Industry platforms are foundations that bring people and organizations together for a common purpose, which usually includes making money. They function at the level of a market or ecosystem, rather than only within a specific firm. They often start with products such as operating systems and microprocessors, services such as social media and messaging systems, or marketplaces for e-commerce and financial transactions. They can link thousands, millions, or even billions of users and other market actors. But another type of industry platform has recently received attention from consultants such as The Boston Consulting Group as well as investors, entrepreneurs, and policymakers. These platforms center around data. Some have become extremely valuable. How can data inspire industry platforms and what is their potential as businesses?
A distinctive feature of industry platforms, and fundamental to their definition, is the ability to generate positive feedback loops with increasing returns for users and other market participants.4 We call these feedback loops "network effects." They occur on the same-side of the market when a platform connects users directly to other users, such as with the telephone, a social media or messaging app, or any peer-to-peer exchange system. Then cross-side network effects can occur when an industry platform connects demand (for example, buyers) with supply (for example, sellers). Network effects imply the value of the platform increases, at least potentially and sometimes geometrically or exponentially, with each additional user or "complement," such as apps for a smartphone or drivers for a ride-sharing service. But, when it comes to data, who are the users and what are the demand and supply sides? And where are the network effects, if any?
Data can have standalone value as a digital product or service but to evolve into a multisided platform business it needs additional qualities.
Data can have standalone value as a digital product or service but to evolve into a multisided platform business it needs additional qualities. First, the data should be in a form suitable for analysis and curation. "Data is the new oil," as the mathematician Clive Humby stated back in 2006. But most data, like oil, needs refining in order to be useful.8 Second, more data should result not simply in more data but in increasingly useful data. Some observers have called this a "data-network effect."3,13 It resembles a same-side network effect, though here the focus is on the data itself. Third, analyzing the data should reveal useful characteristics of different market actors. These connections provide the basis for cross-side network effects and monetization opportunities. Fourth, as with some other industry platforms, a complementary ecosystem of third-party product and service providers is likely to emerge, powered by cross-side network effects, to help collect, store, analyze, share, and sell the data.12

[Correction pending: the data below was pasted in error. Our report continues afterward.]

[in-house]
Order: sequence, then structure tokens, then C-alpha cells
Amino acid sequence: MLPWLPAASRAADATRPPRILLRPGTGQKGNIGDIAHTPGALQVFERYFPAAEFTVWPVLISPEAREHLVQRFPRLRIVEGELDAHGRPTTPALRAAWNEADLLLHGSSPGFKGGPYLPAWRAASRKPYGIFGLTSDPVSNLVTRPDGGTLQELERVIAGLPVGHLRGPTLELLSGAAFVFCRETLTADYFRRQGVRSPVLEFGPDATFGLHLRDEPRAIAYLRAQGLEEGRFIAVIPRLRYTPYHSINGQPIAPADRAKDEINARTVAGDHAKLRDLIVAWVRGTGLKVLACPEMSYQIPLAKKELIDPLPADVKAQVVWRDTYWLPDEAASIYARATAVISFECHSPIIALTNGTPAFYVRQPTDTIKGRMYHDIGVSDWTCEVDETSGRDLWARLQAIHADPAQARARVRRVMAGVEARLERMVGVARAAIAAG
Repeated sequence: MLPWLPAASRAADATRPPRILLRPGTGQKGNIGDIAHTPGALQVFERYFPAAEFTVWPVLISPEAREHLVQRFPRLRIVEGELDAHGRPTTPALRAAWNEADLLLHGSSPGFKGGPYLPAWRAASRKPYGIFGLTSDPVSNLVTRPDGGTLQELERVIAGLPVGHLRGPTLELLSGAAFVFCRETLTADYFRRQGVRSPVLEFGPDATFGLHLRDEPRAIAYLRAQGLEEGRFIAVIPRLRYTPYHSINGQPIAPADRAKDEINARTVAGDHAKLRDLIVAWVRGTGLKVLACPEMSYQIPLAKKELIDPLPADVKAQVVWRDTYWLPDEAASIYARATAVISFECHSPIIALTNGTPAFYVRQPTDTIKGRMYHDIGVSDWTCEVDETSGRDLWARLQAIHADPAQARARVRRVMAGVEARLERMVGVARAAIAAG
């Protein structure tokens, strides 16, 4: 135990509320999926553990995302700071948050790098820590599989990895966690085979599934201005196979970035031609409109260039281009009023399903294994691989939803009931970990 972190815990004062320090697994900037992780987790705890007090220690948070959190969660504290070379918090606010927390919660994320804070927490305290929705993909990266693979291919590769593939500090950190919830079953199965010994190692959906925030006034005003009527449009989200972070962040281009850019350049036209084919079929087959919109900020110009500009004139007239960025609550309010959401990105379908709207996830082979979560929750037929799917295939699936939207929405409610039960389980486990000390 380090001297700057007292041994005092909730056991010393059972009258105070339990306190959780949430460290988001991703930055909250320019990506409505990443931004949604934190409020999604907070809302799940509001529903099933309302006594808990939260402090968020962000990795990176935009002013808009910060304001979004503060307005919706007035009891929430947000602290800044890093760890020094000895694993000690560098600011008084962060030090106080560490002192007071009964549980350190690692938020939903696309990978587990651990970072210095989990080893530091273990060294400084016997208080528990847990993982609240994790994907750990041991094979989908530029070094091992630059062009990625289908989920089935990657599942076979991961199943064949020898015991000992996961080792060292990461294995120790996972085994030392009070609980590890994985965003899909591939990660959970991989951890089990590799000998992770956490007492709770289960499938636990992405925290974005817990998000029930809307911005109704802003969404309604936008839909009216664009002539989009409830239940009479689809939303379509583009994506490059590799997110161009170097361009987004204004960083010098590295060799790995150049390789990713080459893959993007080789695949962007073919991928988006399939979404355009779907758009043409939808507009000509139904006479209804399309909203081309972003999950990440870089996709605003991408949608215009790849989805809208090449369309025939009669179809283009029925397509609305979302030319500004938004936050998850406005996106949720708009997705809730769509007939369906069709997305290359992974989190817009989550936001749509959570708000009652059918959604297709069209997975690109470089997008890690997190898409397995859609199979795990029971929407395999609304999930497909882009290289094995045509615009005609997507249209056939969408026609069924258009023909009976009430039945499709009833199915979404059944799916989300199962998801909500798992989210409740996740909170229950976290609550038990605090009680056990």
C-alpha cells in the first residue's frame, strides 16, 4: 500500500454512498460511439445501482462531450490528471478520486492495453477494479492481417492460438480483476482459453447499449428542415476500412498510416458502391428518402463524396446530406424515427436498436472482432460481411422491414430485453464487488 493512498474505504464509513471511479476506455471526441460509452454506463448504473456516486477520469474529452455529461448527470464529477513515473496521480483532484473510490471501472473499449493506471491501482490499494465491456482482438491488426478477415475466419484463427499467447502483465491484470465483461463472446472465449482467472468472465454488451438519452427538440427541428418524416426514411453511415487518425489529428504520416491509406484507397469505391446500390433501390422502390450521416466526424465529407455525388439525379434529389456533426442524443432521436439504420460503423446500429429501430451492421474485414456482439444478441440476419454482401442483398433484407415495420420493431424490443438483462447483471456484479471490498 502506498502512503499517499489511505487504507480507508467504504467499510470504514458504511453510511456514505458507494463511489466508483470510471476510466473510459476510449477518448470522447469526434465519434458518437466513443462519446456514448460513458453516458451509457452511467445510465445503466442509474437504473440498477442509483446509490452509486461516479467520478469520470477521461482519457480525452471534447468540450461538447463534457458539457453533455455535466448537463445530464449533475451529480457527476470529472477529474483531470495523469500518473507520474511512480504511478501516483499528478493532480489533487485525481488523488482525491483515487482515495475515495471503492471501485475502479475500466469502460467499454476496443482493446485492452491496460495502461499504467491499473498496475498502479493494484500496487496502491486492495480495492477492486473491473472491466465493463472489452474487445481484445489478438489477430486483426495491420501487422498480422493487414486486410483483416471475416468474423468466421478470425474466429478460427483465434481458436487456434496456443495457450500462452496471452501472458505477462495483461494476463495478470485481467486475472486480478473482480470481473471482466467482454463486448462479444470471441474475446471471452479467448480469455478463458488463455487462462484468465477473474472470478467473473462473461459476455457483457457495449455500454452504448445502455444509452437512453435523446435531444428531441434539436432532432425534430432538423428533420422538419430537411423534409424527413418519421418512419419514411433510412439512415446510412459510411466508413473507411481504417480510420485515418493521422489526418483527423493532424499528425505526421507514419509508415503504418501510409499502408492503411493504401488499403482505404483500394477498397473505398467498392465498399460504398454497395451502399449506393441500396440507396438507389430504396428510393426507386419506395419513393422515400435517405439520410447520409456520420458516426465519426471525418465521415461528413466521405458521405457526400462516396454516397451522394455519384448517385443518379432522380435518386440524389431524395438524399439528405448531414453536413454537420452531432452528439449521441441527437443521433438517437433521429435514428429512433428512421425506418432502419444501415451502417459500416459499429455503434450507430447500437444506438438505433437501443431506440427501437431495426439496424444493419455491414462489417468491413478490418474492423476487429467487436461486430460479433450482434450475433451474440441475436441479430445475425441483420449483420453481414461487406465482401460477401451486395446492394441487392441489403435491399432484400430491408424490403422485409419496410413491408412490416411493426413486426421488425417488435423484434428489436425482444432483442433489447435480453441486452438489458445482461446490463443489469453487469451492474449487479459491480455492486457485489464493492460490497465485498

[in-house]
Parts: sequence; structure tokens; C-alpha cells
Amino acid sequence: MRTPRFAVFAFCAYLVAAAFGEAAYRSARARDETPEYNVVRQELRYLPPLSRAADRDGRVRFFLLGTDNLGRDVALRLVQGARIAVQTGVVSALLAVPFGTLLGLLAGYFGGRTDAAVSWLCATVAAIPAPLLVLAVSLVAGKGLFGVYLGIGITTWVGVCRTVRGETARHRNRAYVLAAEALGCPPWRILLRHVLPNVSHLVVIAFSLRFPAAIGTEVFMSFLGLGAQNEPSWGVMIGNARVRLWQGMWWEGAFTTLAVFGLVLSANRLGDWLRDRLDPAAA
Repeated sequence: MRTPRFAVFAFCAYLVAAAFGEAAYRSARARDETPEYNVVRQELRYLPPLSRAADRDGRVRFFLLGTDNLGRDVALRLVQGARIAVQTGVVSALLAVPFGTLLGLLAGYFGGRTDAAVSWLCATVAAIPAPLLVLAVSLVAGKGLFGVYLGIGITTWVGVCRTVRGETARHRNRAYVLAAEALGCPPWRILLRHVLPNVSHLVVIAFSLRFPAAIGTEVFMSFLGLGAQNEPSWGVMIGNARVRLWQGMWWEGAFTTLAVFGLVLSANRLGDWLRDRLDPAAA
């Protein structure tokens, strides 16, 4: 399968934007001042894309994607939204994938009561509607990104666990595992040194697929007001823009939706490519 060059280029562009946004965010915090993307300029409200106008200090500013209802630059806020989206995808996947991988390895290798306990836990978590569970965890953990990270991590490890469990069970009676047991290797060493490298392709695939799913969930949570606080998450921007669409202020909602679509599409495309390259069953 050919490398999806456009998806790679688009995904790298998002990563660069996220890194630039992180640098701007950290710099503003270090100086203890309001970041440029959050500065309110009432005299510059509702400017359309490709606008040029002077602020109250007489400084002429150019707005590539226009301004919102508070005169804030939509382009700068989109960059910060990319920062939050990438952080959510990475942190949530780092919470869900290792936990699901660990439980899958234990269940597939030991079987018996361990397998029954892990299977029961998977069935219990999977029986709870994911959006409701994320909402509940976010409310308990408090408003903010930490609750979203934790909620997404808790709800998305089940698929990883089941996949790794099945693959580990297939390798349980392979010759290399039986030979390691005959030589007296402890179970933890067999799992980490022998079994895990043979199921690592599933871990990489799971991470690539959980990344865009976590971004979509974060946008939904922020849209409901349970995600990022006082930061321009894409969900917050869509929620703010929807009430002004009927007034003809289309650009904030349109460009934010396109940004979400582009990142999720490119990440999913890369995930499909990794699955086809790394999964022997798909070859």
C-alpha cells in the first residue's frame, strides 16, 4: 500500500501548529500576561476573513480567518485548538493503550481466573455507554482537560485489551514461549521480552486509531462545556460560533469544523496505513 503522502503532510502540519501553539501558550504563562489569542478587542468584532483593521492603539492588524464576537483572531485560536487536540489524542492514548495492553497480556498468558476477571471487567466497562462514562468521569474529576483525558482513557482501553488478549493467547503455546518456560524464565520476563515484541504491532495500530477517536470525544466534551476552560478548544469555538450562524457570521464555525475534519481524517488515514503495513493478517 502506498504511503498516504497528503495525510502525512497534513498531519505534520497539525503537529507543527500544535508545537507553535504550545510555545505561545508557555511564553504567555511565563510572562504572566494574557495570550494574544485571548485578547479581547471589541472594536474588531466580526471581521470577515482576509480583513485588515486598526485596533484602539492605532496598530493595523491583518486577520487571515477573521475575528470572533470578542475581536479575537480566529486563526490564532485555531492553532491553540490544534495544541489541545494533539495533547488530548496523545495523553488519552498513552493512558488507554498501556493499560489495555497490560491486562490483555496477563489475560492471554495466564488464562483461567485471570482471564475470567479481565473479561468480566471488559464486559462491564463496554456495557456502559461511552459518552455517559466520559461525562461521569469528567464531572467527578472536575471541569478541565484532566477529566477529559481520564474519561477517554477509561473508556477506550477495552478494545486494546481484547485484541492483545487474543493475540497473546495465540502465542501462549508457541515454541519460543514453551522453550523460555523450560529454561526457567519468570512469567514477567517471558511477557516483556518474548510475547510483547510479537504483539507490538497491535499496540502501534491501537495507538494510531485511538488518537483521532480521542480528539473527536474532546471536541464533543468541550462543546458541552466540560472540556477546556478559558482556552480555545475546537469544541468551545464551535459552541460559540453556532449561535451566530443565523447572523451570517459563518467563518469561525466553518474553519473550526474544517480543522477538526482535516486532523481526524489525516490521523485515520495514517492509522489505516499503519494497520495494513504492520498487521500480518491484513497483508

Internet search may be the best-known example of data-network effects that fueled a multisided and multibillion-dollar platform business. The more searches that occur, the more precise the searches become and, at least theoretically, the more each user benefits from improved searches. There may be diminishing returns to scale in search.5 Even so, Yahoo, Google, Microsoft, and other firms turned search into a two-sided market by linking advertisers to specific user queries and profiles. TikTok, Facebook, WeChat, Twitter, Amazon, Alibaba, and other social media and ecommerce platforms continually benefit from data-network effects with their recommendation engines as well as advertising sales algorithms, such as in Google AdWords.
A similar platform with powerful data-network effects is for traffic, such as from Waze and Google Maps. The more vehicles tracked by these applications, the more precise the data on traffic patterns and delays, and the better the information provided to drivers, such as time estimates and routing options. Better data provides more opportunities to sell location-specific ads.
How many other data-platform ventures are out there? We only have to look to find them, and their histories predate the digital age. An old data business is ratings, such as from Dun & Bradstreet (established 1841), Standard & Poor's (1860), and Moody's (1900) for financial investments, or Equifax (1899) for personal credit scores. Another is Nielson, founded in 1923 as a market research firm and now famous for evaluating television shows. A more recent example is Bit-Sight (2011, current market value $2.4 billion), which created a rating, similar to a credit score, for levels of cybersecurity.14 Some elements of the scoring system improve with more users, network information and problems identified (viruses or other malware), and data points (computing devices and organizations identifiable on the Internet). BitSight sells the ratings and analyses not only to clients who want to know their vulnerabilities. It also sells to banks, insurance companies, governments, and companies that want to know the cybersecurity risks they face when offering loans and insurance policies or providing suppliers access to their information networks.a